The Rosie the Riveter Gardens modern poster

Why Rosie the Riveter Gardens?

The Spirit of ’45.org is an alliance of organizations and individuals working to preserve and honor the legacy of all the men and women of America’s WWII generation since 2009.


As a result of their federal campaign, called “Keep the Spirit of ’45 Alive”, Congress got on board and voted unanimous support for observing March 21 and August 14th as the ‘National Spirit of ’45 Days’.


These dates are in connection with other National Celebrations: March is National Women’s Month, and August 14 is Victory of Japan Day.


Since its origination, the program has grown by forming alliances with other service & non-profit groups throughout the country who believe in this message.



From a rose growers standpoint, this movement has spawned the ‘Rosie the Riveter’ Rose Gardens throughout the US to help bring this effort right into local communities.

We Rosarian types can plant 3-12 of the ‘Rosie the Riveter’ rose bushes in our major community gardens as a stand-alone garden – or in a portion of the large existing one. There are no limits.

Only 3 Rosie the Riveter rose bushes and a sign in any community garden seems like a modest effort toward unifying this legacy for all the women in our lives – young and old.


Was Rosie a real person ?

Oh, yes Rosie was very real – and worked in a factory.

Rosie was the iconic symbol of the American women’s work force during WWII, and was immortalized in this famous art poster of a determined factory worker stepping up with other women to join the war effort.

Her original image is by J. Howard Miller and has since been restored by Adam Cuerden. The image is based on a real factory worker named Naomi Parker Fraley, who was photographed working on an aircraft assembly milling machine at the Naval Air Station Alameda, Alameda, California.

Many of us thought for years that it was based on a Boeing factory worker in Seattle, but that has been revisited since Mrs Fraley stepped forward recently. No matter in the end. The image appeared on many posters during the war – and has reappeared once again during the American Covid-19 pandemic as an empowering icon.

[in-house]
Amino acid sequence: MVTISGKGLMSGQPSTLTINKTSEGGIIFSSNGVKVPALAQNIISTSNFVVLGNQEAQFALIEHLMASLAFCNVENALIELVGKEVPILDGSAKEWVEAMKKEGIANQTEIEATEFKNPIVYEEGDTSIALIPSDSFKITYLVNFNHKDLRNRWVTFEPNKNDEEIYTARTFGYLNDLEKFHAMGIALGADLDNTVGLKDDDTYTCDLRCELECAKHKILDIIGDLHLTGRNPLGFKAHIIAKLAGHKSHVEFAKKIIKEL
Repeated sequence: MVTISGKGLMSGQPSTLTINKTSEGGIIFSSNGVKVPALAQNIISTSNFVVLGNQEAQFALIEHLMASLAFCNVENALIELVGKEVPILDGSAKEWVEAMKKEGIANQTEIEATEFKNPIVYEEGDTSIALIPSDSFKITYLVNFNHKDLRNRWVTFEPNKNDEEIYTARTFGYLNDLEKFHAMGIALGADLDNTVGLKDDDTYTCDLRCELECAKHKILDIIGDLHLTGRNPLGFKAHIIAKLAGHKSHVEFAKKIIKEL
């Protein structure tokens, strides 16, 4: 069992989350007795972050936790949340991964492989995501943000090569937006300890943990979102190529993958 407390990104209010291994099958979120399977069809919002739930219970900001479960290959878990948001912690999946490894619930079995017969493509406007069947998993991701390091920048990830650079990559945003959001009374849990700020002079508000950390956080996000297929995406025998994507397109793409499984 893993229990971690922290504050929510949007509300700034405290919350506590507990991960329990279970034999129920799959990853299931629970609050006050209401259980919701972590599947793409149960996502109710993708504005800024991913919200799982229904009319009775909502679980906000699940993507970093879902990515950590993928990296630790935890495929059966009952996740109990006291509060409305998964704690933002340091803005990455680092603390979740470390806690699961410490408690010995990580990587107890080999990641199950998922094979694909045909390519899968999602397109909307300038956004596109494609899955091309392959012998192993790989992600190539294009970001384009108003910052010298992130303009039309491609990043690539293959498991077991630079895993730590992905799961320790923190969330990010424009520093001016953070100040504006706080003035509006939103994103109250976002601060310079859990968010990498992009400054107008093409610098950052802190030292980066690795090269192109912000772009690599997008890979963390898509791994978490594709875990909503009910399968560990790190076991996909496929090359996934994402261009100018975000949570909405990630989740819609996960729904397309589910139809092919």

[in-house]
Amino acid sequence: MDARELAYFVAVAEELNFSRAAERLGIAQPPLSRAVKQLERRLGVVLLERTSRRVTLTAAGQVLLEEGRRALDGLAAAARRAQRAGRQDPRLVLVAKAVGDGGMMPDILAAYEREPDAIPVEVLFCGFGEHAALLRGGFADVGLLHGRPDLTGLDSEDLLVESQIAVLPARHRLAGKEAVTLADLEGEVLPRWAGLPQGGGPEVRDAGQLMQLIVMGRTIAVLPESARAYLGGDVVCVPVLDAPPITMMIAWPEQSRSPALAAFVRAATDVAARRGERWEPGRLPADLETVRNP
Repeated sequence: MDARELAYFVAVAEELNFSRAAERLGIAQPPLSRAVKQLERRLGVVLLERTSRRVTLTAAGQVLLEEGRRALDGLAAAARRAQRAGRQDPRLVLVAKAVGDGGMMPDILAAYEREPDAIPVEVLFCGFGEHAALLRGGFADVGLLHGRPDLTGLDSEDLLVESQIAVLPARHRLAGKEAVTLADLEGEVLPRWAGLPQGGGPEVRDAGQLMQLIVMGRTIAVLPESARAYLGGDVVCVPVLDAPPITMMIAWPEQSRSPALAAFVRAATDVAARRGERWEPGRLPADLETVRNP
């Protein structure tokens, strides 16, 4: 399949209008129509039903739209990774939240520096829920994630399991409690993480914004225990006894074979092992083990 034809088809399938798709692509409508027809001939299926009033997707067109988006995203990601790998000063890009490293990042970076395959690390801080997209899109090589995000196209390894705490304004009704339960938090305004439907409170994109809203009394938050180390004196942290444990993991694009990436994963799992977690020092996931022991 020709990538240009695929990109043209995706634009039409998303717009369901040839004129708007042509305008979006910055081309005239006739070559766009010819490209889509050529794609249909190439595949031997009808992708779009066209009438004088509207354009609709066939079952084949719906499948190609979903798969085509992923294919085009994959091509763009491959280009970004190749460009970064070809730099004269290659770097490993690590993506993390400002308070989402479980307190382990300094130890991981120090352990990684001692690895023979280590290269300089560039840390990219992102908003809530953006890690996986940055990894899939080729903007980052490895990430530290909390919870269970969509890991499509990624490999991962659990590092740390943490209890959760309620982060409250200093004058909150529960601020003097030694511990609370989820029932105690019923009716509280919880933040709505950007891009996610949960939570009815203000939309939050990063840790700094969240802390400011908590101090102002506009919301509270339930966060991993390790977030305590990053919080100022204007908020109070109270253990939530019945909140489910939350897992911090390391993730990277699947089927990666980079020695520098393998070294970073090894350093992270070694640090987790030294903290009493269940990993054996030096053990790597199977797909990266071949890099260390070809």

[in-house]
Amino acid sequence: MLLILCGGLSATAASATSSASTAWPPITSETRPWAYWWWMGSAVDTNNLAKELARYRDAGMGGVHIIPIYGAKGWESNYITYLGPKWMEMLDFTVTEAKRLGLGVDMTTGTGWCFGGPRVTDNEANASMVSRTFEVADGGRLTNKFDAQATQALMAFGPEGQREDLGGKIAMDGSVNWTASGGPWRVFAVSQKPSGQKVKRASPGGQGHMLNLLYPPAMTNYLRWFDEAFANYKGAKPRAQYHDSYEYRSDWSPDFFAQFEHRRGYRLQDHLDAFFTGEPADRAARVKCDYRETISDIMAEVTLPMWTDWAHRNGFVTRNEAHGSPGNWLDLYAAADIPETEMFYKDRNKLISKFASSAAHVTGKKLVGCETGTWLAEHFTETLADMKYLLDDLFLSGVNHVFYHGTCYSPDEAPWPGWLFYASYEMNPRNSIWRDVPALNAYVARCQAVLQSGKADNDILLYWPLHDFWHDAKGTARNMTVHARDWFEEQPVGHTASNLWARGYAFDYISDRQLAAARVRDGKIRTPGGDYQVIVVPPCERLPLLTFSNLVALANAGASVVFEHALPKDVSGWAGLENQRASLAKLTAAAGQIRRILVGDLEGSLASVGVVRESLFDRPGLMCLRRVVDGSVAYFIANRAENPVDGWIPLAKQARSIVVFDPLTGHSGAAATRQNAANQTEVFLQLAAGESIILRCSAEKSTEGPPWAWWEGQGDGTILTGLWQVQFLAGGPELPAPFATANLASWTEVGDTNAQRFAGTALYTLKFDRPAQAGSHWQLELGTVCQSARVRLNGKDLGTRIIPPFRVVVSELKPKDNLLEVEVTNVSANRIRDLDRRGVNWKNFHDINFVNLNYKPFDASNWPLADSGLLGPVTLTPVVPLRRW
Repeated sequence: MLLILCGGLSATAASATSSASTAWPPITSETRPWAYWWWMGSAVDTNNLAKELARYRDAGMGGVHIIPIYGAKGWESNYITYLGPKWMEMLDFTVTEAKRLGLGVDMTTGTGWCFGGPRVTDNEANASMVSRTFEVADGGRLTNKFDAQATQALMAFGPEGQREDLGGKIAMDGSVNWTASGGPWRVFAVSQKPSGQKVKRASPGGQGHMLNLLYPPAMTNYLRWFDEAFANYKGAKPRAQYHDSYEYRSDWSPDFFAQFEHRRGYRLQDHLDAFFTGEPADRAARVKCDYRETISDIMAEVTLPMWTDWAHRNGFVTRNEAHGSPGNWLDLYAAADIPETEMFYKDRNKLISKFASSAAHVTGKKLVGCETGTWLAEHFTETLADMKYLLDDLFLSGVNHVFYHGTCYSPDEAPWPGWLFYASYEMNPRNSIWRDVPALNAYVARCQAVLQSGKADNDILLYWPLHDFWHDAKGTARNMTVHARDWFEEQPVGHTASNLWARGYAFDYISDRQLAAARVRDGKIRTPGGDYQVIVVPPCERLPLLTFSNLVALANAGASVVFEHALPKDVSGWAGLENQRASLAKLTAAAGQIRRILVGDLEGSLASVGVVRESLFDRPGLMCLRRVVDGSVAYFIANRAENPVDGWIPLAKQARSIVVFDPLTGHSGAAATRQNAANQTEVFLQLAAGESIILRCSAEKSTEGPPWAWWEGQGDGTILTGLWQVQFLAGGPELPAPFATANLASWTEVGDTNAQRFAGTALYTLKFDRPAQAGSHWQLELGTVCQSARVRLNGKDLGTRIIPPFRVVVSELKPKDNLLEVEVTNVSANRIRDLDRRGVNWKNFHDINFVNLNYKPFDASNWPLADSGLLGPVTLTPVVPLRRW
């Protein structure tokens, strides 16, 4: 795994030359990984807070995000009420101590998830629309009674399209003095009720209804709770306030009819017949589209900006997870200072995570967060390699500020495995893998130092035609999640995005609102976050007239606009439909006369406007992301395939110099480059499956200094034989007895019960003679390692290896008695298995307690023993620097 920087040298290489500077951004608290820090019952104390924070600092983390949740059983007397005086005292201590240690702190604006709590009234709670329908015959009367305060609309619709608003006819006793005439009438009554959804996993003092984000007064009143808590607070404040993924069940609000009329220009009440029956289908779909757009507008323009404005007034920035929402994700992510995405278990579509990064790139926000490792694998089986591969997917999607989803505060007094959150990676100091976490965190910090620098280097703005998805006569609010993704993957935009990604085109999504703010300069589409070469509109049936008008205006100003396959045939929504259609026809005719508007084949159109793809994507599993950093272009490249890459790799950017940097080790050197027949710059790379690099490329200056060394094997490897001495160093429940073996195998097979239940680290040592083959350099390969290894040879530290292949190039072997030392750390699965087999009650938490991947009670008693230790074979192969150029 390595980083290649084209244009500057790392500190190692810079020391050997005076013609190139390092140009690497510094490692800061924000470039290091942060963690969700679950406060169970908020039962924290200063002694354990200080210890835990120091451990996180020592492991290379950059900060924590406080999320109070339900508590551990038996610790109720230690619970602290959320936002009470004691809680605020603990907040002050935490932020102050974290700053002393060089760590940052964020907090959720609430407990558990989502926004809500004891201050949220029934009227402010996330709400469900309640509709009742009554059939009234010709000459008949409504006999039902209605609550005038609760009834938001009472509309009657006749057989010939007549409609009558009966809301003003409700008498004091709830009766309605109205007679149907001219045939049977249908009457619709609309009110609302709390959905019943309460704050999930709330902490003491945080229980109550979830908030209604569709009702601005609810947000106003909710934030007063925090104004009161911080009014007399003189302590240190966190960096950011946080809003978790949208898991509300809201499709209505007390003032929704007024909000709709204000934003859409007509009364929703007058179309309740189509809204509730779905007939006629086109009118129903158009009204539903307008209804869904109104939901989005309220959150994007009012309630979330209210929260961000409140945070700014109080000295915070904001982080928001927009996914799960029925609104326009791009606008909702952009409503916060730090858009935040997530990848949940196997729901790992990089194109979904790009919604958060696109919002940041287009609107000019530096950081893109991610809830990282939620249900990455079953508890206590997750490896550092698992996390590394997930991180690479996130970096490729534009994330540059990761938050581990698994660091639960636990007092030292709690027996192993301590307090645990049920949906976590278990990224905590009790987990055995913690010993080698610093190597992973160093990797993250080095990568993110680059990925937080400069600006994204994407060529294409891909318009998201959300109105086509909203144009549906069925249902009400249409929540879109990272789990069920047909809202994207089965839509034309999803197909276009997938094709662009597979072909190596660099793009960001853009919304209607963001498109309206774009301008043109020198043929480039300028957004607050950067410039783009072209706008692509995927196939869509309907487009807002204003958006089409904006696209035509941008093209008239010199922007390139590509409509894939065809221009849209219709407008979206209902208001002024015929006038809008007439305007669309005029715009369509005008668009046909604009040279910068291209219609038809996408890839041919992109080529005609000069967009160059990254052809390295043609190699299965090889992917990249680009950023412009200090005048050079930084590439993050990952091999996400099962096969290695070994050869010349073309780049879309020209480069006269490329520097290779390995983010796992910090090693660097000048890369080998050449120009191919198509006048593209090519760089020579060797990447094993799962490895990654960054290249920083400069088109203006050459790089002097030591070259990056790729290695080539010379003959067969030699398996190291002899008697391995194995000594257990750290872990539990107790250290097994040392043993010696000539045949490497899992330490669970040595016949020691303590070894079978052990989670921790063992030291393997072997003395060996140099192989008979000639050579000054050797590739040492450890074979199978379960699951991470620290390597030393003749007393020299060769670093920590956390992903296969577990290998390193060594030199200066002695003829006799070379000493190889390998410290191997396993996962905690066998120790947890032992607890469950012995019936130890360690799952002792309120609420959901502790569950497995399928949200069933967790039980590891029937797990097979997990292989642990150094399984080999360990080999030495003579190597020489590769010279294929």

American women played valuable roles during World War II, both at home like Rosie, and in uniform:

~They worked to produce tanks, ships, planes and other heavy industries for the effort.

~More than 5 million civilian women stepped up to serve in the civil defense and commercial sectors throughout the war years.

~Almost all women learned traditionally male jobs when the men were off to the front lines.

~In 1942, Redd Evans and John Jacob Loeb composed a song called “Rosie the Riveter.”

~Artist Norman Rockwell’s cover for the May 29, 1944, issue of The Saturday Evening Post magazine was an illustration of a female riveter with the name “Rosie” painted on the lunch pail.

~Around 350,000 American women served in uniform at home and abroad, volunteering to serve in all of the Armed Services.

~Some women even served near the front lines of the Army Nurse Corps.

~Many were killed in direct enemy fire, and some were captured as prisoners of war.

~But many nurses were decorated for their bravery and meritorious service in both Combat Theaters.


With Covid-19 – Rosie’s ‘Can Do’ message is relevant again

The idea for Rosie Rose Gardens grew as it was realized that there was no fitting memorial to the ‘Rosies’ who had worked on the home front during one of America’s most critical times. There wasn’t even mention of them on the National WWII Memorial on the National Mall.

The Spirit of ’45 organization has stepped up to answer this with a national network of rose gardens in their honor. They’re perfect places to reflect on the context of that time, and remember the ‘Rosies’ as hard working, local contributors to the war effort – and give their legacy to the country a chance to be carried forward by younger women and girls. Since it’s also about empowerment.